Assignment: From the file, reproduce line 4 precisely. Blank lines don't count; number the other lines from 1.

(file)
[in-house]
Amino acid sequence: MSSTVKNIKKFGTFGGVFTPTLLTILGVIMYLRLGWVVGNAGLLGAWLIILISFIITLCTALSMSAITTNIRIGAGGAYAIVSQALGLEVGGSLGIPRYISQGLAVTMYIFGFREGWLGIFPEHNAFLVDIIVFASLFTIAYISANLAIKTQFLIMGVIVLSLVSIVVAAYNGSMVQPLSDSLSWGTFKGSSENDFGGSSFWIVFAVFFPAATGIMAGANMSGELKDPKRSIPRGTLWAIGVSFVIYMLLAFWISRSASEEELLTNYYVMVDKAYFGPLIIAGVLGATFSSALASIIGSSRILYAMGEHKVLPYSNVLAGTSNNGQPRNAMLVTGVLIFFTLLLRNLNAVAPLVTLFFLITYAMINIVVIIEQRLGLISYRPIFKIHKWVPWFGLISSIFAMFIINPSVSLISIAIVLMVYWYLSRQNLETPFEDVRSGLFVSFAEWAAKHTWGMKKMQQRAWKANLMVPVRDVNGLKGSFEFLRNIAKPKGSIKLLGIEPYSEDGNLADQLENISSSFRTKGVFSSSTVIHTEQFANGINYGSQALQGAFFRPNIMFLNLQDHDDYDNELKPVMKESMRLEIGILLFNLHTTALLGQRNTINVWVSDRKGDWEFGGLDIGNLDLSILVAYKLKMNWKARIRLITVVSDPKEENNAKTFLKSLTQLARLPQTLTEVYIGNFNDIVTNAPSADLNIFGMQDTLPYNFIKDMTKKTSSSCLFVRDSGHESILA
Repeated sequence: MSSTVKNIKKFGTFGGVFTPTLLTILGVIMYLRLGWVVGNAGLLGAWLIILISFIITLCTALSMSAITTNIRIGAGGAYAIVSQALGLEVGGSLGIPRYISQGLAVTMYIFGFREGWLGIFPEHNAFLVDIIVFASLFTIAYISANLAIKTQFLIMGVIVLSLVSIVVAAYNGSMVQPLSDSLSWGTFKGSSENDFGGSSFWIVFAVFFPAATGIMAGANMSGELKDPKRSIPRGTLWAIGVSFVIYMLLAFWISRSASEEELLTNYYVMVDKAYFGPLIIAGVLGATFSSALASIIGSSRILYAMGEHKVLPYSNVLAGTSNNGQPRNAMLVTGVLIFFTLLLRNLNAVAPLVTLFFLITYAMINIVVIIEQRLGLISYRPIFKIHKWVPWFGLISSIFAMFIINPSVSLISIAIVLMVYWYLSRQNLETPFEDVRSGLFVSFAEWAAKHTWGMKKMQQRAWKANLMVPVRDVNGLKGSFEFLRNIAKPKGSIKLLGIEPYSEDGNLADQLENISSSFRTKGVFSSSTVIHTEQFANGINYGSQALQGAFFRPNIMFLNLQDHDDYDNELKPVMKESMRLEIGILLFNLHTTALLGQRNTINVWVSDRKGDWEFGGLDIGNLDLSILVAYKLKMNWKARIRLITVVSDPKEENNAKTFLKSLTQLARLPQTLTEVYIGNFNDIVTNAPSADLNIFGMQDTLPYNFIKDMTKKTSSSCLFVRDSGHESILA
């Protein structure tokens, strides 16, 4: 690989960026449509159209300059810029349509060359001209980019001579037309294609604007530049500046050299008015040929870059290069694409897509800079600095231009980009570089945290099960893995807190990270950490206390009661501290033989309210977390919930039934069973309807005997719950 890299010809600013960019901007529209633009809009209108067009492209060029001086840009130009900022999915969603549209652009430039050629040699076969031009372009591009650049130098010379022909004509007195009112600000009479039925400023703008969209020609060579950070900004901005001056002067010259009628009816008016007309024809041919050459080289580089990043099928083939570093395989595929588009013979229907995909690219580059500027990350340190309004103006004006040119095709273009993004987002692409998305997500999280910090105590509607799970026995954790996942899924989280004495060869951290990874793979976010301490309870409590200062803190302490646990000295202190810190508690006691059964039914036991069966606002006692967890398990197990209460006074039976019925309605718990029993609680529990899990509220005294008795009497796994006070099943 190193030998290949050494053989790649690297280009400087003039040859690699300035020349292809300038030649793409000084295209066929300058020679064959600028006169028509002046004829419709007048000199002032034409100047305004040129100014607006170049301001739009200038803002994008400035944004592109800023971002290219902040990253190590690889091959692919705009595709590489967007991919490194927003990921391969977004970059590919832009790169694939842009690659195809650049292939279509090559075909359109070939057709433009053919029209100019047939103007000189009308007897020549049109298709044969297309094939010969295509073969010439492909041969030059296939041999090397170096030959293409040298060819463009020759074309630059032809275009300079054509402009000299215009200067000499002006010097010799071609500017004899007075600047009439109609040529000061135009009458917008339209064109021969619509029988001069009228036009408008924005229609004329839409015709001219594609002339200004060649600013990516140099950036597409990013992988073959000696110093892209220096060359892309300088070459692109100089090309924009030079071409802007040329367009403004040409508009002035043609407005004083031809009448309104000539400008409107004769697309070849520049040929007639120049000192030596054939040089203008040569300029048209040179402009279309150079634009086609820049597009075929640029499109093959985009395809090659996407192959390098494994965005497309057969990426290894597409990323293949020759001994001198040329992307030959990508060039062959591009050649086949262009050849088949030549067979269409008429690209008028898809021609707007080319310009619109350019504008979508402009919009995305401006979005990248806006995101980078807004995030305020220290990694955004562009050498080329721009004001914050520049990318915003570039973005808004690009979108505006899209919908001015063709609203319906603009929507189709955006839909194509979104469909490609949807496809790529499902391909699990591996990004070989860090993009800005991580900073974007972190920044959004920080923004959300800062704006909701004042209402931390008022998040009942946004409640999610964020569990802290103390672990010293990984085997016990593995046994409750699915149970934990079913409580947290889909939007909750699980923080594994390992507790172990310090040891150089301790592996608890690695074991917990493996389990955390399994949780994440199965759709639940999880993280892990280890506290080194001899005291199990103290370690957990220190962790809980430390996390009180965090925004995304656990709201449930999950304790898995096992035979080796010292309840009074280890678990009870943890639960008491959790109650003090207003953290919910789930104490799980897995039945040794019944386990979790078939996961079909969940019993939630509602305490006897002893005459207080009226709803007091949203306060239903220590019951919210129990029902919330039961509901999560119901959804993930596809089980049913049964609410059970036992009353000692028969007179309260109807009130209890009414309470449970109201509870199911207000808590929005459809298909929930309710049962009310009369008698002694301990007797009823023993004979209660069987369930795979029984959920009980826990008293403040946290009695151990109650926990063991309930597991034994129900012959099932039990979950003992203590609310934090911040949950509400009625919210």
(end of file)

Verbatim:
């Protein structure tokens, strides 16, 4: 690989960026449509159209300059810029349509060359001209980019001579037309294609604007530049500046050299008015040929870059290069694409897509800079600095231009980009570089945290099960893995807190990270950490206390009661501290033989309210977390919930039934069973309807005997719950 890299010809600013960019901007529209633009809009209108067009492209060029001086840009130009900022999915969603549209652009430039050629040699076969031009372009591009650049130098010379022909004509007195009112600000009479039925400023703008969209020609060579950070900004901005001056002067010259009628009816008016007309024809041919050459080289580089990043099928083939570093395989595929588009013979229907995909690219580059500027990350340190309004103006004006040119095709273009993004987002692409998305997500999280910090105590509607799970026995954790996942899924989280004495060869951290990874793979976010301490309870409590200062803190302490646990000295202190810190508690006691059964039914036991069966606002006692967890398990197990209460006074039976019925309605718990029993609680529990899990509220005294008795009497796994006070099943 190193030998290949050494053989790649690297280009400087003039040859690699300035020349292809300038030649793409000084295209066929300058020679064959600028006169028509002046004829419709007048000199002032034409100047305004040129100014607006170049301001739009200038803002994008400035944004592109800023971002290219902040990253190590690889091959692919705009595709590489967007991919490194927003990921391969977004970059590919832009790169694939842009690659195809650049292939279509090559075909359109070939057709433009053919029209100019047939103007000189009308007897020549049109298709044969297309094939010969295509073969010439492909041969030059296939041999090397170096030959293409040298060819463009020759074309630059032809275009300079054509402009000299215009200067000499002006010097010799071609500017004899007075600047009439109609040529000061135009009458917008339209064109021969619509029988001069009228036009408008924005229609004329839409015709001219594609002339200004060649600013990516140099950036597409990013992988073959000696110093892209220096060359892309300088070459692109100089090309924009030079071409802007040329367009403004040409508009002035043609407005004083031809009448309104000539400008409107004769697309070849520049040929007639120049000192030596054939040089203008040569300029048209040179402009279309150079634009086609820049597009075929640029499109093959985009395809090659996407192959390098494994965005497309057969990426290894597409990323293949020759001994001198040329992307030959990508060039062959591009050649086949262009050849088949030549067979269409008429690209008028898809021609707007080319310009619109350019504008979508402009919009995305401006979005990248806006995101980078807004995030305020220290990694955004562009050498080329721009004001914050520049990318915003570039973005808004690009979108505006899209919908001015063709609203319906603009929507189709955006839909194509979104469909490609949807496809790529499902391909699990591996990004070989860090993009800005991580900073974007972190920044959004920080923004959300800062704006909701004042209402931390008022998040009942946004409640999610964020569990802290103390672990010293990984085997016990593995046994409750699915149970934990079913409580947290889909939007909750699980923080594994390992507790172990310090040891150089301790592996608890690695074991917990493996389990955390399994949780994440199965759709639940999880993280892990280890506290080194001899005291199990103290370690957990220190962790809980430390996390009180965090925004995304656990709201449930999950304790898995096992035979080796010292309840009074280890678990009870943890639960008491959790109650003090207003953290919910789930104490799980897995039945040794019944386990979790078939996961079909969940019993939630509602305490006897002893005459207080009226709803007091949203306060239903220590019951919210129990029902919330039961509901999560119901959804993930596809089980049913049964609410059970036992009353000692028969007179309260109807009130209890009414309470449970109201509870199911207000808590929005459809298909929930309710049962009310009369008698002694301990007797009823023993004979209660069987369930795979029984959920009980826990008293403040946290009695151990109650926990063991309930597991034994129900012959099932039990979950003992203590609310934090911040949950509400009625919210």